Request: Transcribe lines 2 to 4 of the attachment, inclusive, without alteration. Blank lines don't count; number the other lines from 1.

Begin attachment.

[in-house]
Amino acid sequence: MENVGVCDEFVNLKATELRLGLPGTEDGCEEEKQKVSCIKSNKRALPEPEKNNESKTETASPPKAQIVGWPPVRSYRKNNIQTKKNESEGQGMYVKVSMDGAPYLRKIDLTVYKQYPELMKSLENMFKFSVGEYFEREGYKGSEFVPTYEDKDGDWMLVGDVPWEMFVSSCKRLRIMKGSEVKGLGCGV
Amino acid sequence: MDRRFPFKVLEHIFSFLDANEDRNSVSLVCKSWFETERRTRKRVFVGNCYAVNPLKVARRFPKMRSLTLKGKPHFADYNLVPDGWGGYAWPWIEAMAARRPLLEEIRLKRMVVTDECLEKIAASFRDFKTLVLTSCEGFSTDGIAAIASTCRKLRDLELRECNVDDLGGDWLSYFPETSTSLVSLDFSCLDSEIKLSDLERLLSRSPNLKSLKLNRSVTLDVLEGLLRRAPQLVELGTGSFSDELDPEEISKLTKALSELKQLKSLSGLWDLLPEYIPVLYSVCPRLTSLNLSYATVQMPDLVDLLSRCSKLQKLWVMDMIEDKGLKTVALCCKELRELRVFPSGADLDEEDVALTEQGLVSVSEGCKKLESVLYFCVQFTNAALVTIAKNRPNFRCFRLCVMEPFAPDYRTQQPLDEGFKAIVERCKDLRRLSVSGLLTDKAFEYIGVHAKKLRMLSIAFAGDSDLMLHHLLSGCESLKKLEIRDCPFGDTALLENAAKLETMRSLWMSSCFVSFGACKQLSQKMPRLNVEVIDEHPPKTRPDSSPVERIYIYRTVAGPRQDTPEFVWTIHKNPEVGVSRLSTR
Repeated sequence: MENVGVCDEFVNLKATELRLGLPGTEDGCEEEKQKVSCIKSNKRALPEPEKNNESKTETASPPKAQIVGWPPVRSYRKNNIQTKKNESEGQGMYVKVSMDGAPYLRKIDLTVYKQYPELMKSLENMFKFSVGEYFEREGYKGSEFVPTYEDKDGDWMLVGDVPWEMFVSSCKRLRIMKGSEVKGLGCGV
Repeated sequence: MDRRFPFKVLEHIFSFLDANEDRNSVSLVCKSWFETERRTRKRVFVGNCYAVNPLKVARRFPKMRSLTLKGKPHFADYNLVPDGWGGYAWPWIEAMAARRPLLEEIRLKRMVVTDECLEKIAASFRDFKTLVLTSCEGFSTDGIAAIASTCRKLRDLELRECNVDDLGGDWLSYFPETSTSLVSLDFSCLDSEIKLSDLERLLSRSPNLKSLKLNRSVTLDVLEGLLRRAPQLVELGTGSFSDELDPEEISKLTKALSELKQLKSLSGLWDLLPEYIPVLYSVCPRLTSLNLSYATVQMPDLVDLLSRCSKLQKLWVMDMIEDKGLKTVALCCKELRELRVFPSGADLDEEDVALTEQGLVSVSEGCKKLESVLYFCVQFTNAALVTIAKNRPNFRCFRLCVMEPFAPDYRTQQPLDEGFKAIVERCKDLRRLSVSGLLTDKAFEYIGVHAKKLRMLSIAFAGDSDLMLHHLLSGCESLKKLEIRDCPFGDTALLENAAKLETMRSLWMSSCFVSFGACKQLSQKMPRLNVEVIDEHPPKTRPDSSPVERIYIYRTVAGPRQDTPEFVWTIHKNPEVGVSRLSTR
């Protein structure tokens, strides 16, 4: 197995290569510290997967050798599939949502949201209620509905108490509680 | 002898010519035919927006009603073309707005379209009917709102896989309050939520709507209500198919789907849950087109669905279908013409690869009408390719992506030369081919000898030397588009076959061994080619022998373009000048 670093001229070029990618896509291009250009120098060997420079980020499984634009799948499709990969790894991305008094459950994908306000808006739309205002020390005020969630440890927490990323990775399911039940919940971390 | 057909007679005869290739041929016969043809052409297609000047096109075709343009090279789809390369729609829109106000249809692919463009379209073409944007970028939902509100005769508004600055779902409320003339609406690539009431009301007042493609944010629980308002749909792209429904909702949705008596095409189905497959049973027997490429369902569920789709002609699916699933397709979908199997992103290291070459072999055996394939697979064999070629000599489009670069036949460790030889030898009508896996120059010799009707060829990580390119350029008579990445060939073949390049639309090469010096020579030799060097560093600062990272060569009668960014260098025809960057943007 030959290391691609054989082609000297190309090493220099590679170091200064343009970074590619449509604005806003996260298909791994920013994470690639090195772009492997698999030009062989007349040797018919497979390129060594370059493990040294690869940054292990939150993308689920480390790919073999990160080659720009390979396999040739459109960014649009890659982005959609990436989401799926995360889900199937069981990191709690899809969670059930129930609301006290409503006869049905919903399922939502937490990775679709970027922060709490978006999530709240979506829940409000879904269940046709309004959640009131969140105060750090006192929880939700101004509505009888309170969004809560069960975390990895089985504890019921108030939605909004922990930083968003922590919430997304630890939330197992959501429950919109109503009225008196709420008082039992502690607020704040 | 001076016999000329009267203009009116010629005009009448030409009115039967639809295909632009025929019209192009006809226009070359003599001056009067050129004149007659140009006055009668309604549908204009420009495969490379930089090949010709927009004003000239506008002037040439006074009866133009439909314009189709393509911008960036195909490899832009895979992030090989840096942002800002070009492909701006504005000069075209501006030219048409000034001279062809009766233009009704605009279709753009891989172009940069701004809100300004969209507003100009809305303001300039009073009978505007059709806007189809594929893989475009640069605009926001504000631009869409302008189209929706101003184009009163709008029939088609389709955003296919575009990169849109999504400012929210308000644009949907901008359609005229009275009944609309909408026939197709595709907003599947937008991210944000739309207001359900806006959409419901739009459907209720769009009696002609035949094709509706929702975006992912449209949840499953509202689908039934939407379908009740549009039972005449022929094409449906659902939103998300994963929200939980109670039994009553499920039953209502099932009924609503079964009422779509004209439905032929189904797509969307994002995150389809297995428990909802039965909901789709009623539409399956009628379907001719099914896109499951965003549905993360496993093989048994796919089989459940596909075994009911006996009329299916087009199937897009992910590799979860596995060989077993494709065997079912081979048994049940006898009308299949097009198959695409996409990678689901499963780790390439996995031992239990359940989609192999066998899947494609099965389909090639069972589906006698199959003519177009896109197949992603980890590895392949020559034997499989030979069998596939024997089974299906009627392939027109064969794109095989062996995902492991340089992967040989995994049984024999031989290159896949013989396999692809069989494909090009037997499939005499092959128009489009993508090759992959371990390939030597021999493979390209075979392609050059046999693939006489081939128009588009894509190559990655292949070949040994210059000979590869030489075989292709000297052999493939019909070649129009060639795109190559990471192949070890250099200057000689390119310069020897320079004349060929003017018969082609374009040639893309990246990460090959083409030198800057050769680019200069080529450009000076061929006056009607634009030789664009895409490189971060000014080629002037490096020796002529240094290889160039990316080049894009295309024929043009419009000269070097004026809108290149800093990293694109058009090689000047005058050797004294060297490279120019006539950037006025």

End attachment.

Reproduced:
Amino acid sequence: MENVGVCDEFVNLKATELRLGLPGTEDGCEEEKQKVSCIKSNKRALPEPEKNNESKTETASPPKAQIVGWPPVRSYRKNNIQTKKNESEGQGMYVKVSMDGAPYLRKIDLTVYKQYPELMKSLENMFKFSVGEYFEREGYKGSEFVPTYEDKDGDWMLVGDVPWEMFVSSCKRLRIMKGSEVKGLGCGV
Amino acid sequence: MDRRFPFKVLEHIFSFLDANEDRNSVSLVCKSWFETERRTRKRVFVGNCYAVNPLKVARRFPKMRSLTLKGKPHFADYNLVPDGWGGYAWPWIEAMAARRPLLEEIRLKRMVVTDECLEKIAASFRDFKTLVLTSCEGFSTDGIAAIASTCRKLRDLELRECNVDDLGGDWLSYFPETSTSLVSLDFSCLDSEIKLSDLERLLSRSPNLKSLKLNRSVTLDVLEGLLRRAPQLVELGTGSFSDELDPEEISKLTKALSELKQLKSLSGLWDLLPEYIPVLYSVCPRLTSLNLSYATVQMPDLVDLLSRCSKLQKLWVMDMIEDKGLKTVALCCKELRELRVFPSGADLDEEDVALTEQGLVSVSEGCKKLESVLYFCVQFTNAALVTIAKNRPNFRCFRLCVMEPFAPDYRTQQPLDEGFKAIVERCKDLRRLSVSGLLTDKAFEYIGVHAKKLRMLSIAFAGDSDLMLHHLLSGCESLKKLEIRDCPFGDTALLENAAKLETMRSLWMSSCFVSFGACKQLSQKMPRLNVEVIDEHPPKTRPDSSPVERIYIYRTVAGPRQDTPEFVWTIHKNPEVGVSRLSTR
Repeated sequence: MENVGVCDEFVNLKATELRLGLPGTEDGCEEEKQKVSCIKSNKRALPEPEKNNESKTETASPPKAQIVGWPPVRSYRKNNIQTKKNESEGQGMYVKVSMDGAPYLRKIDLTVYKQYPELMKSLENMFKFSVGEYFEREGYKGSEFVPTYEDKDGDWMLVGDVPWEMFVSSCKRLRIMKGSEVKGLGCGV